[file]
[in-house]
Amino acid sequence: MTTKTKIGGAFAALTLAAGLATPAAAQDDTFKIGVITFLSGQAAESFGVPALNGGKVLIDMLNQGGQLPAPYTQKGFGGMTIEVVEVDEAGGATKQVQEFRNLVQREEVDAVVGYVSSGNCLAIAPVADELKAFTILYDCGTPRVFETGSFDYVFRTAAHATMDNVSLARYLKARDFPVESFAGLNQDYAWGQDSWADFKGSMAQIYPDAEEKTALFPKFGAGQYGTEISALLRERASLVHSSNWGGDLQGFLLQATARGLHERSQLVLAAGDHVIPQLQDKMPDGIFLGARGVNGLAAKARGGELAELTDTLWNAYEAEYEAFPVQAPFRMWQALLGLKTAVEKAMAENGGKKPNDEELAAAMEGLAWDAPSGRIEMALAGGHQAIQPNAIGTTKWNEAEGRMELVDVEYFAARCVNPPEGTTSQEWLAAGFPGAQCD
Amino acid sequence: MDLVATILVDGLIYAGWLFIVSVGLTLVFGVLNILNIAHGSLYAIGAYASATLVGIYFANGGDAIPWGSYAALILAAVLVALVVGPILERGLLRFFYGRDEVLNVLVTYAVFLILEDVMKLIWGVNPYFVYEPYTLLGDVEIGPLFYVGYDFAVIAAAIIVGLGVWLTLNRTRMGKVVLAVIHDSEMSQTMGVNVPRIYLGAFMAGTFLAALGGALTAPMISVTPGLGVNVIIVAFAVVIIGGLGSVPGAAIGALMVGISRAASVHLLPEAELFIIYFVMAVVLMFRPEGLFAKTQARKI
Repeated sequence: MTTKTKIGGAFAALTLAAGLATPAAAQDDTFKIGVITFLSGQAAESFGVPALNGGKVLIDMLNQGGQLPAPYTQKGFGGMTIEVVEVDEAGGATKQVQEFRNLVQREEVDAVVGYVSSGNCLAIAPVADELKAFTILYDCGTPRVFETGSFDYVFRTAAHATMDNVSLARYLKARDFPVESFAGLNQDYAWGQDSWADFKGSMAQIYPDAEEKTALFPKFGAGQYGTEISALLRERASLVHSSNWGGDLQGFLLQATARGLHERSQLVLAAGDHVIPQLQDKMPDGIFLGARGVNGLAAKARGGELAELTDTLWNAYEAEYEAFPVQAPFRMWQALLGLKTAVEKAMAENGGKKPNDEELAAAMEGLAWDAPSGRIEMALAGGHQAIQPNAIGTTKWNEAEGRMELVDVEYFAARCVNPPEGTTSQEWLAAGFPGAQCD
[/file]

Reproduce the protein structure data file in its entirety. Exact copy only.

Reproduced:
[in-house]
Amino acid sequence: MTTKTKIGGAFAALTLAAGLATPAAAQDDTFKIGVITFLSGQAAESFGVPALNGGKVLIDMLNQGGQLPAPYTQKGFGGMTIEVVEVDEAGGATKQVQEFRNLVQREEVDAVVGYVSSGNCLAIAPVADELKAFTILYDCGTPRVFETGSFDYVFRTAAHATMDNVSLARYLKARDFPVESFAGLNQDYAWGQDSWADFKGSMAQIYPDAEEKTALFPKFGAGQYGTEISALLRERASLVHSSNWGGDLQGFLLQATARGLHERSQLVLAAGDHVIPQLQDKMPDGIFLGARGVNGLAAKARGGELAELTDTLWNAYEAEYEAFPVQAPFRMWQALLGLKTAVEKAMAENGGKKPNDEELAAAMEGLAWDAPSGRIEMALAGGHQAIQPNAIGTTKWNEAEGRMELVDVEYFAARCVNPPEGTTSQEWLAAGFPGAQCD
Amino acid sequence: MDLVATILVDGLIYAGWLFIVSVGLTLVFGVLNILNIAHGSLYAIGAYASATLVGIYFANGGDAIPWGSYAALILAAVLVALVVGPILERGLLRFFYGRDEVLNVLVTYAVFLILEDVMKLIWGVNPYFVYEPYTLLGDVEIGPLFYVGYDFAVIAAAIIVGLGVWLTLNRTRMGKVVLAVIHDSEMSQTMGVNVPRIYLGAFMAGTFLAALGGALTAPMISVTPGLGVNVIIVAFAVVIIGGLGSVPGAAIGALMVGISRAASVHLLPEAELFIIYFVMAVVLMFRPEGLFAKTQARKI
Repeated sequence: MTTKTKIGGAFAALTLAAGLATPAAAQDDTFKIGVITFLSGQAAESFGVPALNGGKVLIDMLNQGGQLPAPYTQKGFGGMTIEVVEVDEAGGATKQVQEFRNLVQREEVDAVVGYVSSGNCLAIAPVADELKAFTILYDCGTPRVFETGSFDYVFRTAAHATMDNVSLARYLKARDFPVESFAGLNQDYAWGQDSWADFKGSMAQIYPDAEEKTALFPKFGAGQYGTEISALLRERASLVHSSNWGGDLQGFLLQATARGLHERSQLVLAAGDHVIPQLQDKMPDGIFLGARGVNGLAAKARGGELAELTDTLWNAYEAEYEAFPVQAPFRMWQALLGLKTAVEKAMAENGGKKPNDEELAAAMEGLAWDAPSGRIEMALAGGHQAIQPNAIGTTKWNEAEGRMELVDVEYFAARCVNPPEGTTSQEWLAAGFPGAQCD